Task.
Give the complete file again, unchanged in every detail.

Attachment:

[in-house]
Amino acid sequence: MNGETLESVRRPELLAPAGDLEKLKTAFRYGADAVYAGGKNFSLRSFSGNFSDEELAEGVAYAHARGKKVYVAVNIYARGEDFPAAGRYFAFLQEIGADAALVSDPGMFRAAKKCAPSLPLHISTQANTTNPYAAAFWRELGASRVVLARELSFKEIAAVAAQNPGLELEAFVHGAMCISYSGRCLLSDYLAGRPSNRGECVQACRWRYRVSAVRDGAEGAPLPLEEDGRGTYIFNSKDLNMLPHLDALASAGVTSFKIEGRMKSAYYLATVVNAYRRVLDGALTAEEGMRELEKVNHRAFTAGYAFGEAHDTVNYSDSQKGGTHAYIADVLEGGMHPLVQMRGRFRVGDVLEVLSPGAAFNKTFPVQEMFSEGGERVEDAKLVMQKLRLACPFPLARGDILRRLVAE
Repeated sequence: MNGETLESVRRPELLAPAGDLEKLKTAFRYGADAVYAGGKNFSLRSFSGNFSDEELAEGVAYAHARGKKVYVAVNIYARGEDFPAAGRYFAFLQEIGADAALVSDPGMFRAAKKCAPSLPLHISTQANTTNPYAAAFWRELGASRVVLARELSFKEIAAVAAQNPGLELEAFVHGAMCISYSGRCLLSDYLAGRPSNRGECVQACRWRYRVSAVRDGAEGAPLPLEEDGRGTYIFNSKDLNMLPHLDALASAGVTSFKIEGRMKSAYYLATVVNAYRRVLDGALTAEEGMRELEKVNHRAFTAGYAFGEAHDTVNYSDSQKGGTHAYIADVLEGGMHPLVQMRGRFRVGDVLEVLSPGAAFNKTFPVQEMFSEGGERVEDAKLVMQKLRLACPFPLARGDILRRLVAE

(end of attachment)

[in-house]
Amino acid sequence: MNGETLESVRRPELLAPAGDLEKLKTAFRYGADAVYAGGKNFSLRSFSGNFSDEELAEGVAYAHARGKKVYVAVNIYARGEDFPAAGRYFAFLQEIGADAALVSDPGMFRAAKKCAPSLPLHISTQANTTNPYAAAFWRELGASRVVLARELSFKEIAAVAAQNPGLELEAFVHGAMCISYSGRCLLSDYLAGRPSNRGECVQACRWRYRVSAVRDGAEGAPLPLEEDGRGTYIFNSKDLNMLPHLDALASAGVTSFKIEGRMKSAYYLATVVNAYRRVLDGALTAEEGMRELEKVNHRAFTAGYAFGEAHDTVNYSDSQKGGTHAYIADVLEGGMHPLVQMRGRFRVGDVLEVLSPGAAFNKTFPVQEMFSEGGERVEDAKLVMQKLRLACPFPLARGDILRRLVAE
Repeated sequence: MNGETLESVRRPELLAPAGDLEKLKTAFRYGADAVYAGGKNFSLRSFSGNFSDEELAEGVAYAHARGKKVYVAVNIYARGEDFPAAGRYFAFLQEIGADAALVSDPGMFRAAKKCAPSLPLHISTQANTTNPYAAAFWRELGASRVVLARELSFKEIAAVAAQNPGLELEAFVHGAMCISYSGRCLLSDYLAGRPSNRGECVQACRWRYRVSAVRDGAEGAPLPLEEDGRGTYIFNSKDLNMLPHLDALASAGVTSFKIEGRMKSAYYLATVVNAYRRVLDGALTAEEGMRELEKVNHRAFTAGYAFGEAHDTVNYSDSQKGGTHAYIADVLEGGMHPLVQMRGRFRVGDVLEVLSPGAAFNKTFPVQEMFSEGGERVEDAKLVMQKLRLACPFPLARGDILRRLVAE